Make coffee at home instead of buying fancy lattes at the local cafe (or, OK, Starbucks outpost), and you’ll save boatloads of cash each year.
Shocking, right? If only it were that simple.
Although financial gurus repeatedly trot out the so-called latte factor as a prime example of how we’re all busting our budgets, the tired tip fails to account for one major hurdle: taste. If we all boasted barista skills and our home kitchens had $1,000-plus espresso machines, the venti whatevers wouldn’t stand a chance. As it is… well, let’s just say it’s no surprise that so many people are willing to fork over $5 for a caffeine fix.
The good news is, even cooks with little skill and a basic drip coffeemaker can improve the flavor of their home brew. It may not prompt you to switch altogether — despite her $0.40 blended coffee drink recipe, Frugal Foodie still occasionally indulges in the real thing from Starbucks — but even buying two fewer fancy coffee drinks per week save up to $520 a year.
Use these tricks and recipes to make your homemade coffee more palatable straight up, or mixed into a fancier drink. (Plus, check out the food recipes below to further indulge your coffee addiction.)
1. Stir the grounds mid-brew
It extracts more flavor and releases the essential oils, says Jill Houk, a chef with Centered Chef Food Studios in Chicago. Just pull out the basket a little bit to briefly stir the soppy grounds and water with a spoon. “You’ll be shocked how different this coffee tastes,” she says.
2. Store beans with care
Don’t keep beans or grounds in the refrigerator, advises former Starbucks barista Will Kruisbrink. “The environment dries up the essential oils that make coffee taste fresh,” he says. To maintain flavor, keep whole beans in an airtight container at room temperature, and grind them “at the last possible second.” Don’t store them too long, though, says Scott Lush, the founder of coffee roasting company RoastE. The flavors are best within 10 days of roasting. (Many companies will post the date of roasting on the bag.)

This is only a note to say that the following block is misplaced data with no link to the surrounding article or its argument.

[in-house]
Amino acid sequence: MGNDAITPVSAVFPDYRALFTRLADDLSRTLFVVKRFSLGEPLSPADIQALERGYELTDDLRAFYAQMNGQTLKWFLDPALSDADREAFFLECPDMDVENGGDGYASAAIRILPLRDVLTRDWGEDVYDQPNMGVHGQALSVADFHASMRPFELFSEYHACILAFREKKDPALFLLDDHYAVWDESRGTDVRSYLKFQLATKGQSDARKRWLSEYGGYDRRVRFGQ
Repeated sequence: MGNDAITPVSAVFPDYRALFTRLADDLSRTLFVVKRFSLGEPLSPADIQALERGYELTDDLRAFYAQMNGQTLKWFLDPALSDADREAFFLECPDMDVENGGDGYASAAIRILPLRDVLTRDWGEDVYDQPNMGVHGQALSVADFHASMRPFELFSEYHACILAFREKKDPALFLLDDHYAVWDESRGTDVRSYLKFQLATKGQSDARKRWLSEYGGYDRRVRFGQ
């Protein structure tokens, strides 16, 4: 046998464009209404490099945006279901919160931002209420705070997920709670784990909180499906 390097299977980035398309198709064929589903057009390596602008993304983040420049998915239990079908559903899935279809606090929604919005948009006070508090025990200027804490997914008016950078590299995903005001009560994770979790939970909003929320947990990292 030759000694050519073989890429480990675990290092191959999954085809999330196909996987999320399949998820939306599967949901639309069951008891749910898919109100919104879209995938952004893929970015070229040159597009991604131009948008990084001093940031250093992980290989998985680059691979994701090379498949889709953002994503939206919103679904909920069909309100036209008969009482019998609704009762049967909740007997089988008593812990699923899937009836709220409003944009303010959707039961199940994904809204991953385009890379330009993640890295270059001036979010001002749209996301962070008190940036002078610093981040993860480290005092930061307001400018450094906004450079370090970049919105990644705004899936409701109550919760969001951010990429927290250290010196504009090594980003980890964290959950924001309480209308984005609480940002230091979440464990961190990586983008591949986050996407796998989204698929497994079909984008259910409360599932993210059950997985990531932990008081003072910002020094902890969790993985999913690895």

3. Preheat the water
The best flavors make their way out of the bean in the first four minutes of brew-time, but most drip coffee makers take a full 10 to 15 minutes, points out Chef Tom of Salt Lake City’s ABC4 “Cook With Tom.” That adds astringency and bitterness. Heat cold water in a tea kettle, and add it to the coffee pot just prior to brewing. “Your brew time will decrease dramatically, and you’ll get more of the good stuff, and less of the bad stuff in your java,” he says. (Don’t use the shortcut of taking hot tap water, which has lost much of its dissolved gas and results in blander coffee.)
4. Make iced coffee the right way
Hot coffee + ice = a too-bitter brew. Self-professed coffee snob Rob Pitingolo of Arlington, Va., uses a French press for a cold-brewing method. No press? Frugal Foodie has made a slightly messier version using a covered bowl, straining the grounds out with a fine sieve and cheesecloth.
5. Get it off the heat
“Transfer your coffee off the burner as rapidly as possible,” says Chef Tom. Letting it linger at a high temperature keeps coffee warm, but also transforms some of the chemicals released by the bean into sour acids that ruin the taste.
6. Experiment with flavors
Add a cinnamon stick or a pinch of ground cinnamon to grounds before brewing for spicy kick, suggests Gail Dosik, the New York confectioner behind One Tough Cookie. Cardamom pods in the grounds offer “an exotic, citrus-y” kick, she says. Mint leaves can also be a great addition to iced coffee drinks.
7. Add milk barista-style
Only pour milk into the center of the cup, and not on the sides of the cup or in a swirling motion, Lush says. That keeps the milk in the middle for a perfect mix while you sip. A bonus for those looking for a prettier drink: it also creates a nice leaf-like pattern.
Frugal Foodie is a journalist based in New York City who spends her days writing about personal finance and obsessing about what she’ll have for dinner. Chat with her on Twitter through @MintFoodie.